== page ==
Ross bought some ballroom dancing lessons for us as a Christmas gift a few years ago (in preparation for our kids’ weddings). I’m really not as graceful or co-ordinated as I’d hoped to be, but it was fun to learn. I think I belong in the “dance like noone is watching” camp – I feel less self-conscious if nobody sees my grooving away at home to whatever is on the CD player 🙂

    • Reply Sue Loncaric February 25, 2018 at 13:45

      I love dancing Leanne and would love to learn ballroom dancing but alas Mike is not that way inclined!

  • Reply Donna Parker February 24, 2018 at 05:56

    Then I’m got to go because I can’t stop, it feels too good. Thanks, this was fun and informative – dropped from #BloggersPitStop but always happy to be here. 🙂
    Hope this weekend treats you kindly. 🙂

    • Reply Sue Loncaric February 25, 2018 at 13:45

      Thanks Donna, I love dancing too so we will just keep having fun!

  • Reply Kathleen - Bloggers Lifestyle February 26, 2018 at 08:46

    This is an interesting study and confirms other similar studies. They all say keep moving. I cannot dance although I would love to, it seems locked away inside of me. I am a bit like Leanne if nobody is around I can dance like a star with nobody else’s toes to stand on.

    Kathleen

    • Reply Sue Loncaric February 26, 2018 at 09:23

      There is nothing better than dancing while no one is watching, Kathleen. Such freedom and joy that springs forth. x

  • Reply Donna February 26, 2018 at 09:28

    Hi, Sue – This is very interesting and inspiring to read. My mother has been a long time dancer (unfortunately I did not inherit that gene). She has always looked and been active like someone much younger. Maybe it’s time for me to reconsider my ‘but I can’t dance’ thoughts!

    • Reply Sue Loncaric February 26, 2018 at 10:14

      I actually did ballet, tap, jazz and highland dancing growing up and then had my own dance studio until my children were born. I never did ballroom but I just love dancing and probably am an embarrassment to my children and husband at times. Dancing just makes you feel joyful and alive! Go for it Donna! xx

  • Reply Linda | Hello Sweet Life February 26, 2018 at 10:42

    This is fascinating! Since my dad died of Alzheimer’s I’m always interested in new information about prevention.

    • Reply Sue Loncaric February 26, 2018 at 14:05

      Hi Linda, there are new breakthroughs all the time which is great. I can understand learning dance steps would help to keep our brains and bodies active which is a win/win. x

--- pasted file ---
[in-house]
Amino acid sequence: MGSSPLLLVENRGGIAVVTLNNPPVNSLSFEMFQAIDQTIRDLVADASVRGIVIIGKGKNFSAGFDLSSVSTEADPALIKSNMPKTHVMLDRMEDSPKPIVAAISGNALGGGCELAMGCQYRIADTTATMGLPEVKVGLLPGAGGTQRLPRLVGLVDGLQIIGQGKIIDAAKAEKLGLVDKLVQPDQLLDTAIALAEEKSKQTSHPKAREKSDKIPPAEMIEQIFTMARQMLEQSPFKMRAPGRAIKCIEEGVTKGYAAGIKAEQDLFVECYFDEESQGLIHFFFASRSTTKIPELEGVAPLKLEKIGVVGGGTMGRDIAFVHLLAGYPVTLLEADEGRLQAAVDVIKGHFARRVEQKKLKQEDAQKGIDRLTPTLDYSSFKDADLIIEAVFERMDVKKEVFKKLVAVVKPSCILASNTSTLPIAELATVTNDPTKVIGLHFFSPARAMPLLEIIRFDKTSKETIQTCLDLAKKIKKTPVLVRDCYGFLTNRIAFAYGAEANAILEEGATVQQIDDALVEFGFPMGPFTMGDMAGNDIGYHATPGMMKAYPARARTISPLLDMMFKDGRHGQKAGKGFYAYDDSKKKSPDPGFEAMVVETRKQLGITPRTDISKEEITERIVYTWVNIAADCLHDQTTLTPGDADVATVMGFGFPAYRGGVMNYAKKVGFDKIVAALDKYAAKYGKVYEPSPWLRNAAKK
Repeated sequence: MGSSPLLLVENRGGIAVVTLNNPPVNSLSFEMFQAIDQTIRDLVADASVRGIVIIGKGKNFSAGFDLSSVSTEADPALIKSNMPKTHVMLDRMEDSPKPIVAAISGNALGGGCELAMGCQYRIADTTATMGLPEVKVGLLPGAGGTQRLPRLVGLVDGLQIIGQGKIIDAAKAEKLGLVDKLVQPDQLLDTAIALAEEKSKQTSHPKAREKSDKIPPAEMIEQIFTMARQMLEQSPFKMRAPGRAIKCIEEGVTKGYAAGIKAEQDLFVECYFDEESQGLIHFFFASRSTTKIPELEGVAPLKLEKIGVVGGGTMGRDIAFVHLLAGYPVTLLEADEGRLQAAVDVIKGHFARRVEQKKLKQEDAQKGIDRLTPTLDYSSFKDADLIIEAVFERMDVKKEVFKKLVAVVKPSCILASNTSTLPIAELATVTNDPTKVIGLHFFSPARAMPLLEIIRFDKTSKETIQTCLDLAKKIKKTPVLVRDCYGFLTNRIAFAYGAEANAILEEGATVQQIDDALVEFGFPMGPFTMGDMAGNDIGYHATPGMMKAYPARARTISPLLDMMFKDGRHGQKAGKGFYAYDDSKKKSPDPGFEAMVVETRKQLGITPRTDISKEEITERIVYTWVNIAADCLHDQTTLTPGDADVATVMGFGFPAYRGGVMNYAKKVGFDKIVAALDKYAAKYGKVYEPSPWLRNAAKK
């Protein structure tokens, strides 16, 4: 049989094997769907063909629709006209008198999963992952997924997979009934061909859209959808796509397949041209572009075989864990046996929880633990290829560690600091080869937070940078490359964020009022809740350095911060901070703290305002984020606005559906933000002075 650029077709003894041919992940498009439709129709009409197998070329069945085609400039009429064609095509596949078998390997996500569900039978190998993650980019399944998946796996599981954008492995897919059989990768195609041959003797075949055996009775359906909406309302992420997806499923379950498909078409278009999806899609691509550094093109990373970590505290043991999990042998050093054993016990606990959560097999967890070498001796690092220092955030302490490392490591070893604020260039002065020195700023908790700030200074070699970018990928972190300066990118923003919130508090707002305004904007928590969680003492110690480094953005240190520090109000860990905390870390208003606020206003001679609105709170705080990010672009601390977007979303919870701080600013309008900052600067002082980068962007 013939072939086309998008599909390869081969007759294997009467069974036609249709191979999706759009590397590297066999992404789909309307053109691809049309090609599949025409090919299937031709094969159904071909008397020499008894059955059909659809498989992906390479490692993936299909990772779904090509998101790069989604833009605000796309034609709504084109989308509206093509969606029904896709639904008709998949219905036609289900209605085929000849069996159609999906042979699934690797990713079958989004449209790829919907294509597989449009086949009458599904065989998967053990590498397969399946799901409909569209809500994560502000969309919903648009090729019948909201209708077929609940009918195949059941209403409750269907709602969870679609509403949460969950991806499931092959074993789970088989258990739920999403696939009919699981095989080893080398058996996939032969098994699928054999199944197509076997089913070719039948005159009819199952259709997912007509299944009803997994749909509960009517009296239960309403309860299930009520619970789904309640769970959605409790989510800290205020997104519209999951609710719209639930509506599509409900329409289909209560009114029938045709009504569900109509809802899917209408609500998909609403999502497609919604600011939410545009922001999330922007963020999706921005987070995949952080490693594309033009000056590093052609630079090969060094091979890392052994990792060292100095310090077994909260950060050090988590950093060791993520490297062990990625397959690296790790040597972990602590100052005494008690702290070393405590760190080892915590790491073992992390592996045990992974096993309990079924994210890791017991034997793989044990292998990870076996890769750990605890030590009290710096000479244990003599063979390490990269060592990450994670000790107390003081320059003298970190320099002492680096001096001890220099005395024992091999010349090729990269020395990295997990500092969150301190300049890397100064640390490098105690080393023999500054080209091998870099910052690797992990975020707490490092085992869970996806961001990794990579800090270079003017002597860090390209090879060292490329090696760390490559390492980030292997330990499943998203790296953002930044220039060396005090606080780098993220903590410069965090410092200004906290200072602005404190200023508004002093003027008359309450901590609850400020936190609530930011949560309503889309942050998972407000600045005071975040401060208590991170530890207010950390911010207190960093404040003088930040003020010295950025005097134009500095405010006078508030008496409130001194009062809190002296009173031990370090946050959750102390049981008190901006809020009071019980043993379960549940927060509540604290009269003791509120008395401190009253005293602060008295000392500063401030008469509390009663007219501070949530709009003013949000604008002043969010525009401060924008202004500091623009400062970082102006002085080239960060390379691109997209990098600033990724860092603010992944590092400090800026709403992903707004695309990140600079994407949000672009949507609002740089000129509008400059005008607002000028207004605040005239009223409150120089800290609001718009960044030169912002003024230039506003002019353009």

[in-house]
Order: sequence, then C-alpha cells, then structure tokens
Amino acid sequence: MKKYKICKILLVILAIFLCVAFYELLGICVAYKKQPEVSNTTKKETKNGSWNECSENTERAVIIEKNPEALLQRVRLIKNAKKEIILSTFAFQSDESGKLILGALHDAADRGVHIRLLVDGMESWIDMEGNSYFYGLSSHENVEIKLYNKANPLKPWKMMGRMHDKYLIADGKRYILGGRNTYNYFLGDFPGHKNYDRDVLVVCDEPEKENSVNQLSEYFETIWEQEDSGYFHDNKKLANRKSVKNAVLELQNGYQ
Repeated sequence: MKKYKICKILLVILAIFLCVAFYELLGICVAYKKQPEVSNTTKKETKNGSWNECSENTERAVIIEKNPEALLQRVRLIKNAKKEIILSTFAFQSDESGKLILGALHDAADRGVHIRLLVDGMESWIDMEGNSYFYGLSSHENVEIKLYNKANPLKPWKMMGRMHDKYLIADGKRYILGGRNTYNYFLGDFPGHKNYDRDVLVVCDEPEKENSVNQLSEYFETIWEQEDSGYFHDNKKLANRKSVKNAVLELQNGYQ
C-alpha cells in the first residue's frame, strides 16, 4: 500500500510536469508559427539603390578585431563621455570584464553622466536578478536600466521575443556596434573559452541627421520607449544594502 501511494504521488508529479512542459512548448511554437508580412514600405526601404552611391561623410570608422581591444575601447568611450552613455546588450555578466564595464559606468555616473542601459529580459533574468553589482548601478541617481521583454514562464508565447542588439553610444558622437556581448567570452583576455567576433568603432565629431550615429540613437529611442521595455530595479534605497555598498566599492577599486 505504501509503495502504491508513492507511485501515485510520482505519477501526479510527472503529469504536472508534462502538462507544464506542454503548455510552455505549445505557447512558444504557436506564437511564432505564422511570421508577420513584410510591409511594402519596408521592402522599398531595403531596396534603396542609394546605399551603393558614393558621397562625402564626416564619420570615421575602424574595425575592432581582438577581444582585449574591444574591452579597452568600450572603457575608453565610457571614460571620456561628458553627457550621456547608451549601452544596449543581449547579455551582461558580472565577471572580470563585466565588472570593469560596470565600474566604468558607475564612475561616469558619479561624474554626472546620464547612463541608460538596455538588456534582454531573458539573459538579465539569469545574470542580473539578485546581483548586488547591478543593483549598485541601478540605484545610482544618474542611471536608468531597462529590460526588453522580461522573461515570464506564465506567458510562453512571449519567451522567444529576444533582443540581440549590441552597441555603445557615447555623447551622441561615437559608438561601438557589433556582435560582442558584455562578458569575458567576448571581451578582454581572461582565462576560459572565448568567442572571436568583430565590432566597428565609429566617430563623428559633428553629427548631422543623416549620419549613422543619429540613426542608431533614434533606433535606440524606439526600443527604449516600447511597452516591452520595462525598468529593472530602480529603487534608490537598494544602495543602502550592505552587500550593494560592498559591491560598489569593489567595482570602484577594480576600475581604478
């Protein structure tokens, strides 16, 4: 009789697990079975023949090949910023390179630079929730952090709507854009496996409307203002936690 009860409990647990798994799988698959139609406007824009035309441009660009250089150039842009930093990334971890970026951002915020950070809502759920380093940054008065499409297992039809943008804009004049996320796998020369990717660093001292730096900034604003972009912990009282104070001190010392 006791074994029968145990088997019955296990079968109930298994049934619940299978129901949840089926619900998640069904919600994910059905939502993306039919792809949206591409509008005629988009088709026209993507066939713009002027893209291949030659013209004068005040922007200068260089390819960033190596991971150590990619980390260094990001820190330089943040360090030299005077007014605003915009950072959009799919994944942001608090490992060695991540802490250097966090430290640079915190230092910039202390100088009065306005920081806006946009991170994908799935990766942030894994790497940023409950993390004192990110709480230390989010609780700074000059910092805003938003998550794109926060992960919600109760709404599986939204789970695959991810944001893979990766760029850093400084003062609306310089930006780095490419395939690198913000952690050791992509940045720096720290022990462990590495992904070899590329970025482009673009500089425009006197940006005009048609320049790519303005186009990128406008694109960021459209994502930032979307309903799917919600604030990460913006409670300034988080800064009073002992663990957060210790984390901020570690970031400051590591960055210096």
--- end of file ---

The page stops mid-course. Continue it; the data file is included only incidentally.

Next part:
• Reply Rebecca Forstadt Olkowski February 26, 2018 at 11:07

    I love dancing but don’t always get a chance to do it. Such a great reminder to get out and do it, though. Sometimes I turn on some music and dance by myself in my room.

    • Reply Sue Loncaric February 26, 2018 at 14:06

      I love dancing by myself Rebecca it is such wonderful outlet for stress and just to feel good!

  • Reply Christie Hawkes February 28, 2018 at 05:15

    I’m pretty uncoordinated, but love dancing to my favorite tunes in the privacy of my own home. 🙂 Maybe I’d have to actually learn some dance steps to get the full benefit though.

    • Reply Sue Loncaric February 28, 2018 at 15:23

      It is a shame people feel inhibited isn’t it Christie! I did ballet and had a ballet school so I do love to dance. Even dancing at home when no one sees you and the music is pumping out can fill you with joy!

  • Reply Marilyn Lesniak March 4, 2018 at 22:14

    Congratulations! Your post was my Most Clicked at #OverTheMoon this week. Visit me on Sunday evening and to see your feature! I invite you to leave more links to be shared and commented upon. https://www.marilynstreats.com. Please be sure to leave your link number or post title so we can be sure to visit!

  • Reply Kathleen - Bloggers Lifestyle March 7, 2018 at 17:34

    I think we should feature this post, Sue. It is fun and helpful, we will feature it in this weeks, Blogger’s Pit Stop.

    Kathleen

    • Reply Sue Loncaric March 8, 2018 at 07:18

      Oh thank you Kathleen, what an honour! See you Friday xx